I will confess that I never actually got out of bed at sunrise as I had anticipated. My giant Namakwa Mountain Suite bed was far too comfortable and the sun rises at quite a daft hour in summer! But when I did eventually open my door to the outside world at 07h00, I was gobsmacked at what lay before me.
A tapestry of reds, yellows, greens and browns spread as far as the eye could see, while rocks, boulders and fynbos fought for space on the dessert sand. I sat on a handy “rock chair” on my deck and sipped a cuppa while taking it all in. The only sound was the whispering Kalahari breeze and the only movement was a few birds in the fynbos and the odd lizard searching for a sunny spot on a rock. I could’ve been the only person in the world. Except I wasn’t – I bumped into my neighbours who were staying in one of the other suites whilst tramping about between the rocks and taking photos in my pyjamas!
Bags and car packed, Trevor and I took the short drive down to the Manor House for breakfast, which was a full-house affair. The Manor House is bright and airy and filled with happy colourful paintings that would make anyone feel cheerful even if the sun wasn’t shining as bright as it was that day. I took a walk through the carefully laid out indigenous gardens and sat for a while in the shade near the swimming pool. After the brief respite from the heat (it gets hot quickly here) I took a drive to their lookout point. Again, with your comfort in mind there was a little thatched house where the two of us sat on a bench in the shade and marvelled in the view over the mountains and into the great beyond. There were signs for walking trails and I loved the way the one was marked with a paw-print – a leopard one?
Before leaving Springbok I stopped in at Springbok Lodge on a friend’s recommendation. The restaurant part is like an old-fashioned diner is quite a popular eating spot in the town. The restaurant and shop are filled with photographs of the area and Namibia. There’s also plenty of books, postcards and other memorabilia for people to buy. I ordered a strawberry milkshake (I had to, it’s a diner!) which was deliciously creamy and thick. I wondered if the double-thick ones come with a special straw! Then it was time for Trevor and I to leave the air-conditioned cool of the diner and hit the road for the last 600-odd kilometres to Cape Town along the N7.
I am always amazed at how the scenery in this country can change within a few hours. First we had a long straight road, then mountains with bends and before I knew it there was a sign saying “Welcome to the Western Cape” and after that it was green valleys, dams and yellow wheat fields. There were also fierce Karoo winds that kept threatening to sweep us off the road! We stopped at quite a few roadwork “stop and go’s” which can be irritating in the heat, but good to see that the roads are being worked on to keep them in shape for all of us. They were working on a Sunday too!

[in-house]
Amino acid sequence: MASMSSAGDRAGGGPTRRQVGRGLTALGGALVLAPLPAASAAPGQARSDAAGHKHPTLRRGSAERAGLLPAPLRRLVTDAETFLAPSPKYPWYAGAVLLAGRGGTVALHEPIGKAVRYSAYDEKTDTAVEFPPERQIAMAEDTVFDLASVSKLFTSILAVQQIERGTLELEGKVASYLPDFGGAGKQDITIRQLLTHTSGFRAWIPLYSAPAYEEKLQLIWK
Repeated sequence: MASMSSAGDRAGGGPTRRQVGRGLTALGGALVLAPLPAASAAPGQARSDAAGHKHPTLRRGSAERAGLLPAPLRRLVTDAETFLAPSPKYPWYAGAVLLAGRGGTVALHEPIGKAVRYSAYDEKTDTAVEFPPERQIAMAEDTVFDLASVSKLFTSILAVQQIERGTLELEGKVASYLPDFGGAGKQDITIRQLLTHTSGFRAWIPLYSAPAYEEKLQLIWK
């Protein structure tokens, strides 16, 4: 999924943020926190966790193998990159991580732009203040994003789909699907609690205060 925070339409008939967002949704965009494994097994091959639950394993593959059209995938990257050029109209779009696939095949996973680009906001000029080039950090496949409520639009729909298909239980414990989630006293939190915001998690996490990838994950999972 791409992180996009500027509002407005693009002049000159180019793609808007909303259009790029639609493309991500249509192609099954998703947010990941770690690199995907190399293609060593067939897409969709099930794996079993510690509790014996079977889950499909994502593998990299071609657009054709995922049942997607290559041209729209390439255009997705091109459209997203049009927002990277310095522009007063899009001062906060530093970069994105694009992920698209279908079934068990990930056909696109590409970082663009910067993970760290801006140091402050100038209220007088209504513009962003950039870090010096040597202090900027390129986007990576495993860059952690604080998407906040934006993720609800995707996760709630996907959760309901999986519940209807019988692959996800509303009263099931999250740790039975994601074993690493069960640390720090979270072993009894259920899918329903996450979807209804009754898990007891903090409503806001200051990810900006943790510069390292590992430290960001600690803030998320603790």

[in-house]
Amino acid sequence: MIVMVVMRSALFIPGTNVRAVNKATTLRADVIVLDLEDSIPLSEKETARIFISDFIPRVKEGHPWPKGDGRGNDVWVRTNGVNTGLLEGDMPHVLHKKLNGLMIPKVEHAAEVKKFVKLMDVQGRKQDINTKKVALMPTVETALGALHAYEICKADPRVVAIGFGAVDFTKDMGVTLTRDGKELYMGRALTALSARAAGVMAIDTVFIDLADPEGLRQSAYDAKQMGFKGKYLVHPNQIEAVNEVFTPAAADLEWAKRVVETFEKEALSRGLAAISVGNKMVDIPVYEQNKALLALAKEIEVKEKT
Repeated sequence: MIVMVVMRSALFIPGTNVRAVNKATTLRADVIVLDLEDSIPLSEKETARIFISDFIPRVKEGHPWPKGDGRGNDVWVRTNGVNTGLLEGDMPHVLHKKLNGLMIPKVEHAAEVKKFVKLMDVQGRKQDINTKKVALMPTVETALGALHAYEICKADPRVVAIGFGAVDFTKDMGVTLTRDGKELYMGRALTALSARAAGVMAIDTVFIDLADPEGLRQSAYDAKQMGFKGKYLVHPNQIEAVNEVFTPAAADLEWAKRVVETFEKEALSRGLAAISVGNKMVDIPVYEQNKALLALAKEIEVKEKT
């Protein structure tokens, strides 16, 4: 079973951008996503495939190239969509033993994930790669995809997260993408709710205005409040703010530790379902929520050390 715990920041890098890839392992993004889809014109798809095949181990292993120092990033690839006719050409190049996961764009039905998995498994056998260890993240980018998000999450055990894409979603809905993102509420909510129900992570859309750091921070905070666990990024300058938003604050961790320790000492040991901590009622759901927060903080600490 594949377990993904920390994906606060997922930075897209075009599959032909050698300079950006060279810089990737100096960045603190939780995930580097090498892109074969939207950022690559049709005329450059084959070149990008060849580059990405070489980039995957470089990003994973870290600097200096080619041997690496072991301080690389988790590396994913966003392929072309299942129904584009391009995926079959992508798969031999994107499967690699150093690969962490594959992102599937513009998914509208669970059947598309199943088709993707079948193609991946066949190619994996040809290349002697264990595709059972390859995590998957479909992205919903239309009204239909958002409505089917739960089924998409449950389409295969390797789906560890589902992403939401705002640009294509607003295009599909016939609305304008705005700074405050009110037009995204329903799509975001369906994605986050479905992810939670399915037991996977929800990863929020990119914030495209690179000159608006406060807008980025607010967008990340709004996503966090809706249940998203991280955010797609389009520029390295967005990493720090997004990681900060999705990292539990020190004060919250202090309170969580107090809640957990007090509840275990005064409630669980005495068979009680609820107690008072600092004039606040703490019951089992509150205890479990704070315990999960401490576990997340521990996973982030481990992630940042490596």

We made a stop at Vanrhynsdorp for fuel and decided to take a break at the Kokerboom Nursery and grab something to eat. With the option of buying another Quiver tree of course! Unfortunately it was closed (the perils of driving on a Sunday afternoon) so we carried on a bit further and stopped for a Wimpy burger instead. I generally stop at farm stalls (padstals are much more interesting), but today there was no other option. I wondered why everyone was carrying their take-aways to their cars when there was a lovely spot under the trees. I soon found out – as I unwrapped my burger and fries a swarm of flies descended. They weren’t interested in any tomato sauce and mayonnaise splotches left on the paper, they wanted what was about to go into your mouth! This made me think of an interesting article I had read by Don Pinnock on flies. Apparently they could save the planet. I left a small piece of burger behind in appreciation.
Afew hours later and there she was – “The Mountain”! We had made it! At around 20h00, after three weeks and having driven just over 7 800 kilometres, we landed safely in the loving arms of the Mother City. I walked through my front door and after a massive welcome from my pets, I sat on the couch and cried. Partly out of relief that I had made it back to Cape Town and partly out of relief that my menagerie were all healthy. But mostly it was tears borne out of an overwhelming feeling that I had achieved something that I never thought I would and an all-encompassing love of Africa. I had seen so many incredible things, stayed in magical places, met amazing people, seen old friends and made new ones, spent Christmas with my family and had re-awakened memories of the country I was born and raised in.
I don’t think I will ever leave Africa. There was a time I thought about it, but I am glad I never did. My mom always used to say to me, “Africa is in your blood”. She was right. It flows through my veins like the Zambezi River flows to the Indian Ocean and shines in my heart like the sun shines on the Kalahari. I love this incredible, dramatic and chaotic continent and I intend to explore every inch of it before I am too old to travel.
I strongly urge you to do the same. Give me a call if you need a travel partner, driver or map reader. My bag is already packed. If there’s space for a small bear, Trevor would like to come along too…
Follow me on Twitter, @Rachel_CapeTown (#ZimPilgrim), email me at email@example.com, or keep an eye on my blogs on the Getaway website.
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